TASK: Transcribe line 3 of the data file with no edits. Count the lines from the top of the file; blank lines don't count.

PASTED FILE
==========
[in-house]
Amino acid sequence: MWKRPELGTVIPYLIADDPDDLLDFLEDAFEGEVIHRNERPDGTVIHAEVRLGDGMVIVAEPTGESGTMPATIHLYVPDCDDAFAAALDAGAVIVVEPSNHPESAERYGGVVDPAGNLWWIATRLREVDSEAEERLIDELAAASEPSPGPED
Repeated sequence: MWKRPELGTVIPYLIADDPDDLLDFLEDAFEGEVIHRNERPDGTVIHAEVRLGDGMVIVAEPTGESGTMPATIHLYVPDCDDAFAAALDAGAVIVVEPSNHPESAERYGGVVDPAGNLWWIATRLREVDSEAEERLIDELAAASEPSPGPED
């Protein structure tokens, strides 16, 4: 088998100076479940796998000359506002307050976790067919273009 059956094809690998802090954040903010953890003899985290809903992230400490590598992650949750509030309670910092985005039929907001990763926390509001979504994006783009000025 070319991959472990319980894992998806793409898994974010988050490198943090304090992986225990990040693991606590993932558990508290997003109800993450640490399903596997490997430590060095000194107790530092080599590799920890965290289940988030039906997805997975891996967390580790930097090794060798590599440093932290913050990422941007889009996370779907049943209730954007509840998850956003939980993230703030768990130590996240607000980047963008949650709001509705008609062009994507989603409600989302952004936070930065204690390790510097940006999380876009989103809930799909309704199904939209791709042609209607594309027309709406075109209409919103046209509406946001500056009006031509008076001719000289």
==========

Repeated sequence: MWKRPELGTVIPYLIADDPDDLLDFLEDAFEGEVIHRNERPDGTVIHAEVRLGDGMVIVAEPTGESGTMPATIHLYVPDCDDAFAAALDAGAVIVVEPSNHPESAERYGGVVDPAGNLWWIATRLREVDSEAEERLIDELAAASEPSPGPED